So… the time has come where I’m answering the call for eco-friendly meat recipes… but first I’m gonna push the vegan thing one more time :). While my mom ate the Rosemary Garlic Chicken I made her last night, I ate this vegan deliciousness. And as I’ve stated, going vegan is the #1 way to reduce your foodprint. This is because you cut out all animal byproducts and animals take a lot of land, and the animals themselves eat a lot of veggies that you could have in your diet instead! Plus, a lot of time the meat is flown from all over to get to your plate. And don’t forget that cow flatulence contains methane which is a greenhouse gas 20x worse than carbon.
But… I’m gonna get off my high-horse. Tomorrow you’ll get information for how to be eco-friendly and eat chicken but today you’ll get a delicious vegan recipe:
Seitan With An Orange Ginger Teryaki
1 package Seitan: I used WestSoy’s Seitan Strips
1/2 cup Low Sodium Soy Sauce or Tamari
1/4 cup Rice Vinegar
1/4 cup Water
1/3 cup Brown Sugar
1/3 cup Fresh Squeezed Orange Juice (or any citrus fruit in season)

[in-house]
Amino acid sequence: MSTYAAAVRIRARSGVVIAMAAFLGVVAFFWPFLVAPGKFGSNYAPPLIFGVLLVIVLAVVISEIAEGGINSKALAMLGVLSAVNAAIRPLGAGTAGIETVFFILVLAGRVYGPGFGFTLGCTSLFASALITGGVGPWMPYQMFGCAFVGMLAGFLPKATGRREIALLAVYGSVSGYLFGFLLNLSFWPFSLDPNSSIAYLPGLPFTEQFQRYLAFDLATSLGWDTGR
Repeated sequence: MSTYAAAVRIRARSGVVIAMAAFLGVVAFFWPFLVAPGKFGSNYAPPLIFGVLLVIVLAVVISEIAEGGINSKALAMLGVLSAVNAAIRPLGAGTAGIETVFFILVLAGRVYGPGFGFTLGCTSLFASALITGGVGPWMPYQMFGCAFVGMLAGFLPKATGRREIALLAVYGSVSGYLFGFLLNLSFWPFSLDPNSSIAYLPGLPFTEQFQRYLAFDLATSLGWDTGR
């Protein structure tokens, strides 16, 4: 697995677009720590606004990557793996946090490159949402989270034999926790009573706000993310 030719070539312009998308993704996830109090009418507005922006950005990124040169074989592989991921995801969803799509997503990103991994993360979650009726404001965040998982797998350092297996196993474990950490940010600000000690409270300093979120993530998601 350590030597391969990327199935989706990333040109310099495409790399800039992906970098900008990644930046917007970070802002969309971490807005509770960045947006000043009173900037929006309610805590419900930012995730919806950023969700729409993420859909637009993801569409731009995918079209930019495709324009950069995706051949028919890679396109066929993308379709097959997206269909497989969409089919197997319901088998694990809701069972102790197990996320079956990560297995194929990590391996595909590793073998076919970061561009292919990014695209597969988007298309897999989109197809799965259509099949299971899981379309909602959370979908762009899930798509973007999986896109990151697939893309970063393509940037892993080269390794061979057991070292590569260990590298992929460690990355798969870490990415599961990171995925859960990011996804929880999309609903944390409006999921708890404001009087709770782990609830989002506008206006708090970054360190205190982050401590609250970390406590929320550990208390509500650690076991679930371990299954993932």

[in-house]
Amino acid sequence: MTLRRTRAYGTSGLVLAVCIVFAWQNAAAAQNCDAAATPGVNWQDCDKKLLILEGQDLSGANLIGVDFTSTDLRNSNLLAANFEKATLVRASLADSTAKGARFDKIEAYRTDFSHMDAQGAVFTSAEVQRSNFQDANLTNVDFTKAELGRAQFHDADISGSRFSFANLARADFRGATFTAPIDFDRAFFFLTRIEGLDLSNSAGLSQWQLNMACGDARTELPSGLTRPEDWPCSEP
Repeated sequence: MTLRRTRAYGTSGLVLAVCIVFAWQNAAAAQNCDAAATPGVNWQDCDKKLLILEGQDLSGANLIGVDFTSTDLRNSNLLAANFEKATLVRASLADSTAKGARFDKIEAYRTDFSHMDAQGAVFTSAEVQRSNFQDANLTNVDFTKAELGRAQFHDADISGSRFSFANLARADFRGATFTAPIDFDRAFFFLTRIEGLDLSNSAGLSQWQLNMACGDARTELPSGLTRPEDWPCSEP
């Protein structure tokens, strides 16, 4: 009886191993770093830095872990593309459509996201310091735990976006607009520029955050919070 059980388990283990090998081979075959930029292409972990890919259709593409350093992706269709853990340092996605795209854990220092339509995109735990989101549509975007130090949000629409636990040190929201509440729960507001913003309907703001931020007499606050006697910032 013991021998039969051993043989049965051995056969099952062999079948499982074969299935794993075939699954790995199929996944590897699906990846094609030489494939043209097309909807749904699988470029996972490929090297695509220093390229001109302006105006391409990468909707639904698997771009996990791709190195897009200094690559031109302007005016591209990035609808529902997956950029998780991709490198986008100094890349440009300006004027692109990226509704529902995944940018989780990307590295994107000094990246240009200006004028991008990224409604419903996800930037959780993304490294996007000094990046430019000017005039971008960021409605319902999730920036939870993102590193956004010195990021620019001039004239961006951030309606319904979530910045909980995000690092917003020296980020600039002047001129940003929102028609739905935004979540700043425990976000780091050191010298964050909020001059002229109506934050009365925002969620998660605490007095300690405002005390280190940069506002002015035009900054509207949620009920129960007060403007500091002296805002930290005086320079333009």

1 tbsp. Ginger, grated
This is a super easy recipe: Just place the soy sauce, rice vinegar, water, brown sugar, orange juice, orange zest, and ginger in a pot and bring it to a boil. Then lower it to a simmer for around 30 minutes or until it boils liquid off and thickens. It’ll taste REALLY strong. But trust me. When there’s only a little time left on the sauce, saute your seitan (I didn’t use any olive oil but you can if wanted) until warm. Top with the teryaki and munch :). I had mine with some brown rice and some asparagus and mushrooms (I’ll give you those recipes with your chicken tomorrow).
VEGAN Vegan vegan…
Using seasonal citrus fruits allows you to buy them tastier and with less food miles attached.
If you don’t want to buy packaged seitan (thus cutting back on packaging–>eco praise if you do this) you can totally make it yourself. Here’s a recipe
See you tomorrow for the chicken you’ve all been waiting for.
Posted in Breakfast, Dinner, Lunch